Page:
Without the work of intellectual giants like Einstein, Newton and Darwin, we might still be in the dark ages. But how many scientists still read the dust-ridden texts where these luminaries first expounded their theories? Thanks to the internet, you no longer have to hunt down these yellowing tomes in a moldy library vault. Here’s the story of 10 famous publications that spun the scientific world off its orbit.
“On the Revolutions of Heavenly Spheres” by Nicolaus Copernicus, 1543
Contrary to what your dog may think, you’re not the center of the universe. Copernicus, a Polish merchant’s son, discovered that the sun is at the center of our solar system – the so-called heliocentric model – overturning the commonly accepted Earth-centric model introduced by Ptolemy in the 2nd Century A.D.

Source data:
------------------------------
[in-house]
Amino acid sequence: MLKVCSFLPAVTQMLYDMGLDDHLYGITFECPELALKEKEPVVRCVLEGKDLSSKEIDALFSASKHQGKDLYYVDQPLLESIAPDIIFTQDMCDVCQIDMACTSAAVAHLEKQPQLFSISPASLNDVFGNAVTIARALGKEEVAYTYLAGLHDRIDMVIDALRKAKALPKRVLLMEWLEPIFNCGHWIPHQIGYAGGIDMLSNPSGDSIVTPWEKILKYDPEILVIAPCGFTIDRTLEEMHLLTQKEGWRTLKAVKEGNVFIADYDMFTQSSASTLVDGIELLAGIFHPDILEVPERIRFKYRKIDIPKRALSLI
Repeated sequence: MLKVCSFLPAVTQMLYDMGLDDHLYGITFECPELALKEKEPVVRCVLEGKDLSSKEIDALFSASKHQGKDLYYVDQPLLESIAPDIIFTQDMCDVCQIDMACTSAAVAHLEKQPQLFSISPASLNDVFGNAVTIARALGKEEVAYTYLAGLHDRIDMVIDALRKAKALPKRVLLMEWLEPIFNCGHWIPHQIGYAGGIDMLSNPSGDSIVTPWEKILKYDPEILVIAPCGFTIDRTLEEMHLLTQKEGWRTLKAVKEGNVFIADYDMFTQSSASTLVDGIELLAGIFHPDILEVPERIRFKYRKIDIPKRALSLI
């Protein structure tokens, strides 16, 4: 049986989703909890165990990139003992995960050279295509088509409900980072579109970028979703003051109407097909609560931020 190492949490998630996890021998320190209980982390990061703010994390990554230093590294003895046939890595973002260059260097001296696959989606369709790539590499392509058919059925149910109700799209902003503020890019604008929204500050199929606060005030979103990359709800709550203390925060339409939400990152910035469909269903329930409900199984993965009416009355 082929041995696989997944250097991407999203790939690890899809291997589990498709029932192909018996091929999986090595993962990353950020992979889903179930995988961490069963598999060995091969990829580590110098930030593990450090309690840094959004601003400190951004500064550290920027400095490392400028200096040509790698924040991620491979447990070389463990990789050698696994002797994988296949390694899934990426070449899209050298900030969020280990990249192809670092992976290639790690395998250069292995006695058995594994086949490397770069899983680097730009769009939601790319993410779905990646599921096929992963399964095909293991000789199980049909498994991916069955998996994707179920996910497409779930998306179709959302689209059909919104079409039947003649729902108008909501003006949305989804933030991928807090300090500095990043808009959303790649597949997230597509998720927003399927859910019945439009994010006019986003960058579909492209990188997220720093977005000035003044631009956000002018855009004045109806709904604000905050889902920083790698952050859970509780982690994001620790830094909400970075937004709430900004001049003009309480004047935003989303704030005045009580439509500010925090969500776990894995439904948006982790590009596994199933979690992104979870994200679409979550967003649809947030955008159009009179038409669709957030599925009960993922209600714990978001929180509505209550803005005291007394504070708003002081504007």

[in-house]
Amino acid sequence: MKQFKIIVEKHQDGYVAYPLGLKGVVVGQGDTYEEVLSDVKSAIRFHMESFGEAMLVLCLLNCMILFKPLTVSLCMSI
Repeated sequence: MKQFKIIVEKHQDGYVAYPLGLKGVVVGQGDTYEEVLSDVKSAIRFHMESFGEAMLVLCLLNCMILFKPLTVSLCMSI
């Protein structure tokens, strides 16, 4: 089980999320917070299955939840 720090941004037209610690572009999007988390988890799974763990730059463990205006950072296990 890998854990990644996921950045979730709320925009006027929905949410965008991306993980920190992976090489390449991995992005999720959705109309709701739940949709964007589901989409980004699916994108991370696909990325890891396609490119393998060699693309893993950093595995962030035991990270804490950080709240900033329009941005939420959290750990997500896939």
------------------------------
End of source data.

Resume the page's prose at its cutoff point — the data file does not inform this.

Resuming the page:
“It was setting in stone the process of critical thinking, that the whole world doesn’t revolve around us,” said astronomer Geoff Marcy of the University of California, Berkeley. Though Marcy and most astronomers haven’t read the entirety of Copernicus’s original text, it’s valuable for its historical interest, he said.
Copernicus waited until he was on his deathbed in 1543 to publish his work, De Revolutionibus Orbium Coelestium (On the Revolutions of Heavenly Spheres), written in Latin.
It didn’t cause much of a fuss until Galileo took up the charge a century later.
Written By: Tanya Lewiscontinue to source article at wired.com